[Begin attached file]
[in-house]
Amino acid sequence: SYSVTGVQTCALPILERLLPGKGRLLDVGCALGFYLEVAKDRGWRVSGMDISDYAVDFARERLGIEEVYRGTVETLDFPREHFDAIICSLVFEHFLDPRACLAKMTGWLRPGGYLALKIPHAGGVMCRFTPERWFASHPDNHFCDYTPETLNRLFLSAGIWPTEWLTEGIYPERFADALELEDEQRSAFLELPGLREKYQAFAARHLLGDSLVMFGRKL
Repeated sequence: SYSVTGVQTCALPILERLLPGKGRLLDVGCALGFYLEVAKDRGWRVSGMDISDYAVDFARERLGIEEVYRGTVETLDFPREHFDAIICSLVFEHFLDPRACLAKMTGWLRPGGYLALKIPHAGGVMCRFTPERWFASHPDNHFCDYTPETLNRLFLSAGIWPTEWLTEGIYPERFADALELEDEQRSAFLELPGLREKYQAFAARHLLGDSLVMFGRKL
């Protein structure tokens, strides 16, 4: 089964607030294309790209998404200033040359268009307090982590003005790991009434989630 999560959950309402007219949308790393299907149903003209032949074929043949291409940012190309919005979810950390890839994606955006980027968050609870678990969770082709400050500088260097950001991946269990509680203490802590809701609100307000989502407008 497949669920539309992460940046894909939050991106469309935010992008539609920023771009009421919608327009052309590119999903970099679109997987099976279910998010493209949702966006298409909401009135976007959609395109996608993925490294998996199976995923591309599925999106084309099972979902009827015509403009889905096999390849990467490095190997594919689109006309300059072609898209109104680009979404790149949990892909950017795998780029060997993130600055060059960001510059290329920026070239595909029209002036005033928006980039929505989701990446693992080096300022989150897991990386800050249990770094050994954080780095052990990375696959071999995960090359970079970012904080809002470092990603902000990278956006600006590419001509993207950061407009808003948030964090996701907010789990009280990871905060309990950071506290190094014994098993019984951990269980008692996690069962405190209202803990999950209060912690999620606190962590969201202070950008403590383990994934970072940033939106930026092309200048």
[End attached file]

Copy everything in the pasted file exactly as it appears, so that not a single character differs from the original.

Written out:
[in-house]
Amino acid sequence: SYSVTGVQTCALPILERLLPGKGRLLDVGCALGFYLEVAKDRGWRVSGMDISDYAVDFARERLGIEEVYRGTVETLDFPREHFDAIICSLVFEHFLDPRACLAKMTGWLRPGGYLALKIPHAGGVMCRFTPERWFASHPDNHFCDYTPETLNRLFLSAGIWPTEWLTEGIYPERFADALELEDEQRSAFLELPGLREKYQAFAARHLLGDSLVMFGRKL
Repeated sequence: SYSVTGVQTCALPILERLLPGKGRLLDVGCALGFYLEVAKDRGWRVSGMDISDYAVDFARERLGIEEVYRGTVETLDFPREHFDAIICSLVFEHFLDPRACLAKMTGWLRPGGYLALKIPHAGGVMCRFTPERWFASHPDNHFCDYTPETLNRLFLSAGIWPTEWLTEGIYPERFADALELEDEQRSAFLELPGLREKYQAFAARHLLGDSLVMFGRKL
């Protein structure tokens, strides 16, 4: 089964607030294309790209998404200033040359268009307090982590003005790991009434989630 999560959950309402007219949308790393299907149903003209032949074929043949291409940012190309919005979810950390890839994606955006980027968050609870678990969770082709400050500088260097950001991946269990509680203490802590809701609100307000989502407008 497949669920539309992460940046894909939050991106469309935010992008539609920023771009009421919608327009052309590119999903970099679109997987099976279910998010493209949702966006298409909401009135976007959609395109996608993925490294998996199976995923591309599925999106084309099972979902009827015509403009889905096999390849990467490095190997594919689109006309300059072609898209109104680009979404790149949990892909950017795998780029060997993130600055060059960001510059290329920026070239595909029209002036005033928006980039929505989701990446693992080096300022989150897991990386800050249990770094050994954080780095052990990375696959071999995960090359970079970012904080809002470092990603902000990278956006600006590419001509993207950061407009808003948030964090996701907010789990009280990871905060309990950071506290190094014994098993019984951990269980008692996690069962405190209202803990999950209060912690999620606190962590969201202070950008403590383990994934970072940033939106930026092309200048």